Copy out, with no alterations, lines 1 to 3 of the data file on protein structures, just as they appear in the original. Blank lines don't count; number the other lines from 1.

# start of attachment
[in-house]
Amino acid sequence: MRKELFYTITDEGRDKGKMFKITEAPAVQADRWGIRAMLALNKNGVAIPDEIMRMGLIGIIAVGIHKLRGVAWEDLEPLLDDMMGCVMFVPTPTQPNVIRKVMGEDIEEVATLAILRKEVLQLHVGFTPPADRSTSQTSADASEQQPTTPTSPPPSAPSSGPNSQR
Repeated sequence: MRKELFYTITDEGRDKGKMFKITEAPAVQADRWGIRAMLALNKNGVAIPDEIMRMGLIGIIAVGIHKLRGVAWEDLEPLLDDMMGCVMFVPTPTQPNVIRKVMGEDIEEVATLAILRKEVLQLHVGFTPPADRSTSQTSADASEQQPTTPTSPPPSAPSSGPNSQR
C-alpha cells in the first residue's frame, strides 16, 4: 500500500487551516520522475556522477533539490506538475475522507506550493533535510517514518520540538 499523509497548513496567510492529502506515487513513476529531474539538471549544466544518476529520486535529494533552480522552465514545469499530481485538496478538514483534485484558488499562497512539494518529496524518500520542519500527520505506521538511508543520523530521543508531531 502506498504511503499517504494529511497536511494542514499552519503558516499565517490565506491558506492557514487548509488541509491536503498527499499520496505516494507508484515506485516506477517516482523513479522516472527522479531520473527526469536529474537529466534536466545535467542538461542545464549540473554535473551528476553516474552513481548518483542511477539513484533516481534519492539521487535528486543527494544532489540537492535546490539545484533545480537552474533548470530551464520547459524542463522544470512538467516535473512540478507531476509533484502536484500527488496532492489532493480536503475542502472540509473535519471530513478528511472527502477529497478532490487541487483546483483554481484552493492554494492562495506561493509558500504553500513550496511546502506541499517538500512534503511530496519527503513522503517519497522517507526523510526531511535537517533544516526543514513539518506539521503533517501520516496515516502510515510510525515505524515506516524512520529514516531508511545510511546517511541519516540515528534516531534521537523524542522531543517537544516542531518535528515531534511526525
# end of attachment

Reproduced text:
[in-house]
Amino acid sequence: MRKELFYTITDEGRDKGKMFKITEAPAVQADRWGIRAMLALNKNGVAIPDEIMRMGLIGIIAVGIHKLRGVAWEDLEPLLDDMMGCVMFVPTPTQPNVIRKVMGEDIEEVATLAILRKEVLQLHVGFTPPADRSTSQTSADASEQQPTTPTSPPPSAPSSGPNSQR
Repeated sequence: MRKELFYTITDEGRDKGKMFKITEAPAVQADRWGIRAMLALNKNGVAIPDEIMRMGLIGIIAVGIHKLRGVAWEDLEPLLDDMMGCVMFVPTPTQPNVIRKVMGEDIEEVATLAILRKEVLQLHVGFTPPADRSTSQTSADASEQQPTTPTSPPPSAPSSGPNSQR